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Whale Calling

Vancouver’s Said the Whale answers the Olympic call


The Olympics are coming and not even a $478 million in debt is going to stop it. So, to celebrate the impending 2010 Games, the folks at VANOC have arranged a 50-day cultural festival. Yes, the 2009 Cultural Olympiad is upon us.

With over 400 events scheduled from February 1 to March 21 (85 per cent of which are Canadian) this enormous arts expo promises to showcase a whole bunch of super-talented Canucks. Among the ranks of this year’s Cultural Olympians is a young Vancouver band by the name of Said the Whale. On March 6, the upbeat indie five-piece will play the Biltmore Cabaret along with Montreal-based Karkwa and Lucie Idlout from Nunavut.

Before diving into the studio to begin recording the band’s sophomore album, 23-year-old Tyler Bancroft (one of Said the Whale’s two singer/guitarists) shared what it’s like being a small fish in an Olympic-sized pond.

“It’s an honour to be chosen,” Bancroft said. “There are so many cool bands we’d love to share a stage with.”

Along with Said the Whale, other Canadian musicians slated to appear as part of the Olympiad include Joel Plaskett, Chad Vangaalen, Hawksley Workman, Tegan and Sara, Broken Social Scene, Shad, the Sadies, Cadence Weapon and Thunderheist.

“We’re definitely going to do our best to go to those shows,” Bancroft added. “We’re all big Hawksley fans.”

The Cultural Olympiad isn’t just a concert series, though. It also features a bizarre mix of multicultural performances and exhibits, from 10-foot ice sculptures and Japanese puppet shows to bhangra- Celtic dance mashups.

Indeed, the Olympiad runs the gamut of artistic expression, blurring the lines between genres and traditions. Other events include improvised street performances by French-Canadian burlesque troupe Toxique Trottoir, and a toddler-friendly stage production of Robert Munsch stories.

With opening acts harkening from both la belle province and the cold hard north, Said the Whale’s show is no exception to the Olympiad’s eclectic flavour. The diversity of the acts performing also promises to bring an equally diverse audience. Bancroft said he’s pumped about the opportunity to play for some new ears.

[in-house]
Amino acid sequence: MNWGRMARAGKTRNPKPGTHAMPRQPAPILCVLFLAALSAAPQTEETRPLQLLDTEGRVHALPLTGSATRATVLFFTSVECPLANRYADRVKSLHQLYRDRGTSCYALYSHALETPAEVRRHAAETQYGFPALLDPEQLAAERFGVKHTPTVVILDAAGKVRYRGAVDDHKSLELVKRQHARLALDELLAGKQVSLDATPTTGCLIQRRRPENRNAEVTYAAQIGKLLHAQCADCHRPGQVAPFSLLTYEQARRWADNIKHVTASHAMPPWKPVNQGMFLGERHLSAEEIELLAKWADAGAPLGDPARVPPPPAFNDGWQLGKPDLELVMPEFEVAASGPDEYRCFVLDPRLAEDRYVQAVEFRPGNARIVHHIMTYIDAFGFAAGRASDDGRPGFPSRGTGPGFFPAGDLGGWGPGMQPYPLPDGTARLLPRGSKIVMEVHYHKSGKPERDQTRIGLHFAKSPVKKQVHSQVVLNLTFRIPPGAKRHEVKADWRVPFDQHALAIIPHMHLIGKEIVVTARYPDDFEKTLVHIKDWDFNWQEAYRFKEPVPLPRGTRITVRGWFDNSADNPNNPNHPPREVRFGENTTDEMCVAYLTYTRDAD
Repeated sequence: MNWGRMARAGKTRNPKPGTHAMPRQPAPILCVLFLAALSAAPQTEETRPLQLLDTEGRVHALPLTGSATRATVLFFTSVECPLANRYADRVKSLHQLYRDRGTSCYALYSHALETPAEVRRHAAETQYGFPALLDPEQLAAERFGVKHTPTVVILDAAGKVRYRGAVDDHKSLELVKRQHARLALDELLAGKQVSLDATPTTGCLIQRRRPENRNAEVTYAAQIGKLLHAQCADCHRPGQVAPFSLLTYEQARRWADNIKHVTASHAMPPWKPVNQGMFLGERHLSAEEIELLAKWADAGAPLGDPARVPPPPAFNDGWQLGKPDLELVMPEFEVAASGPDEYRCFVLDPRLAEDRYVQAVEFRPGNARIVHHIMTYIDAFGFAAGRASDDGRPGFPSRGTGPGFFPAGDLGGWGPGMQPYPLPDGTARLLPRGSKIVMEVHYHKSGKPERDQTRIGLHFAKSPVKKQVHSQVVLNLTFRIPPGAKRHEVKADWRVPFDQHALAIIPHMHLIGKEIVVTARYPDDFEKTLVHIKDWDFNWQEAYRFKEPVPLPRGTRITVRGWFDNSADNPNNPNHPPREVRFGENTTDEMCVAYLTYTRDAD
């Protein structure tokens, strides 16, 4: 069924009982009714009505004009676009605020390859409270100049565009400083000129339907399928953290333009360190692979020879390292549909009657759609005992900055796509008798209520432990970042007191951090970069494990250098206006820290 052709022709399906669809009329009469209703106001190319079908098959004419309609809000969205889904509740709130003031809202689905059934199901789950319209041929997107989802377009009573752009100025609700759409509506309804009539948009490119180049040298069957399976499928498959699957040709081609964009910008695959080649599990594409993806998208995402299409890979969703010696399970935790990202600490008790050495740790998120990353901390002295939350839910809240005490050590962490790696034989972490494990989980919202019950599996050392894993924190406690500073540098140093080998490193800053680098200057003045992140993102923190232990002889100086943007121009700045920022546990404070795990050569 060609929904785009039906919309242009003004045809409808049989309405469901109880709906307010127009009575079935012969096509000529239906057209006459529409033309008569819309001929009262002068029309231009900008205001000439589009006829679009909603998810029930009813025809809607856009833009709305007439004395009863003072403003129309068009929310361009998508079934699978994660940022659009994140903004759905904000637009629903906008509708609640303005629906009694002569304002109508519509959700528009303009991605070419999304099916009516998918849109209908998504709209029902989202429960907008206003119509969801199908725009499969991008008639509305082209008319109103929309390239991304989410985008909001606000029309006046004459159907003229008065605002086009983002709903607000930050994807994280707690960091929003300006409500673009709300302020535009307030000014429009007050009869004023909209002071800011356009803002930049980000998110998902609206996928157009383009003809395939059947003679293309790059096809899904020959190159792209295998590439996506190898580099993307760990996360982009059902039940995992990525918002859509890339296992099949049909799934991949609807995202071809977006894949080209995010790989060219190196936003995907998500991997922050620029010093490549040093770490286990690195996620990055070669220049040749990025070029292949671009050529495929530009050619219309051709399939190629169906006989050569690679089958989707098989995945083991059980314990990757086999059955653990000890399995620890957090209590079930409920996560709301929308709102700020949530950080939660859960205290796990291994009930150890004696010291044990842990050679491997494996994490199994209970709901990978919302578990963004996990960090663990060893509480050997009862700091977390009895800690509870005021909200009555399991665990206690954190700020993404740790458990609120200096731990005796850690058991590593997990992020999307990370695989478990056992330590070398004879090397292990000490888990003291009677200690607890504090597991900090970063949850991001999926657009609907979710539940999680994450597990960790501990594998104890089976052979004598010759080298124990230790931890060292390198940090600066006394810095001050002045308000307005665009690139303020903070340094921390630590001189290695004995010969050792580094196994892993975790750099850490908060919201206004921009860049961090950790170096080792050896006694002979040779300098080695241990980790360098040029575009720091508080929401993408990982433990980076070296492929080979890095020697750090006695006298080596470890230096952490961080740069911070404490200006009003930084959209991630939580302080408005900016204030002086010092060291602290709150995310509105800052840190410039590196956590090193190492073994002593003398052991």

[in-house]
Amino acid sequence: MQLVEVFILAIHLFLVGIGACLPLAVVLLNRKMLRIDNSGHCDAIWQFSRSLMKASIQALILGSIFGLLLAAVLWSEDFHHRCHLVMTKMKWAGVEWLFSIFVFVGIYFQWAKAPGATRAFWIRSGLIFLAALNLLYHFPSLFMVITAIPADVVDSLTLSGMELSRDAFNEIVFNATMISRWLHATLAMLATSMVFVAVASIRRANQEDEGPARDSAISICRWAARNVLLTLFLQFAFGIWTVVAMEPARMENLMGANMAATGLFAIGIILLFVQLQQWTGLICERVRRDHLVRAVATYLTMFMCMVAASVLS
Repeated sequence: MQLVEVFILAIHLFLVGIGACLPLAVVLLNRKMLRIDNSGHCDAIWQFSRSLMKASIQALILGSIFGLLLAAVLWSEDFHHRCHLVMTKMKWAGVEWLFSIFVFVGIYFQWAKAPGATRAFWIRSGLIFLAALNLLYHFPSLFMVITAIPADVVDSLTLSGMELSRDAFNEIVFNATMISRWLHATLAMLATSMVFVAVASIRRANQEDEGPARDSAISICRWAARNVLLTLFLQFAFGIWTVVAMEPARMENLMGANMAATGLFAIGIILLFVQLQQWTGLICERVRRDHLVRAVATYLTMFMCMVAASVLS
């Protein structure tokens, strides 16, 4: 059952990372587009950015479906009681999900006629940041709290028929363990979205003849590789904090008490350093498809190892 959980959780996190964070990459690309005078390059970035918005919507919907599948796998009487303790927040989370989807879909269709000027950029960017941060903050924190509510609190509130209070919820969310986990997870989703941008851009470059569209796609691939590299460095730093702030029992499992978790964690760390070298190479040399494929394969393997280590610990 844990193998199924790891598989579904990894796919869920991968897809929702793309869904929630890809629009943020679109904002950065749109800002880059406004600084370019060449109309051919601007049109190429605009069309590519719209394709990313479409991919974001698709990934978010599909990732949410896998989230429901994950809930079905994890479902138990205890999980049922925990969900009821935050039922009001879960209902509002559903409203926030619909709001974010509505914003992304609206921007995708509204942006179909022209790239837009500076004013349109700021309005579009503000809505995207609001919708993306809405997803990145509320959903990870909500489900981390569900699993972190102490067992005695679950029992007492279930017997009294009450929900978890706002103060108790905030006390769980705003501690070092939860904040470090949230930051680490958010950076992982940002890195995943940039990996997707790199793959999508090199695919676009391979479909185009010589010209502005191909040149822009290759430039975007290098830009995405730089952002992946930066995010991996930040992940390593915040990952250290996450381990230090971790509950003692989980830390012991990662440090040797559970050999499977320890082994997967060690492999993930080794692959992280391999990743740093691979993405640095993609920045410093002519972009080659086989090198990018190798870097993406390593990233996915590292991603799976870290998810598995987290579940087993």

“We all have completely different styles of music, so there’s a bit of cross pollination of fans,” he said. “It’s keeping the bill interesting, for sure.” But a diverse set is nothing new for Said the Whale. “We’ve actually played with Karkwa before,” Bancroft explained. “And a band like us with a band like Karkwa is a perfect picture of how they’re trying to run the festival.”

While the early Olympiad events begin to unfold, Bancroft and his band continue to plug away at their new album, set for release in the fall. For the new record, Said the Whale is collaborating with producers Tom Dobrzanski and Howard Redekopp (who has also worked with the likes of Mother Mother and the New Pornographers) to hone their unique brand of easy going West Coast grooves.

When March 6 finally rolls around, Bancroft says his band will be wrapping up their studio sessions. “The majority of that show is going to be material from our new record,” he said. “Some of that stuff we’ll be playing live for the first time.” But Bancroft shows no signs of nervousness. “By then we should be playing those songs with our eyes closed,” he said. “We’re really excited for people to head them.”

Said the Whale performs with Karkwa and Lucie Idlout @ Biltmore Cabaret, March 6th, 2009. To check out the extensive Cultural Olympiad lineup, visit Vancouver2010.com/CulturalOlympiad.

Published March 2009.

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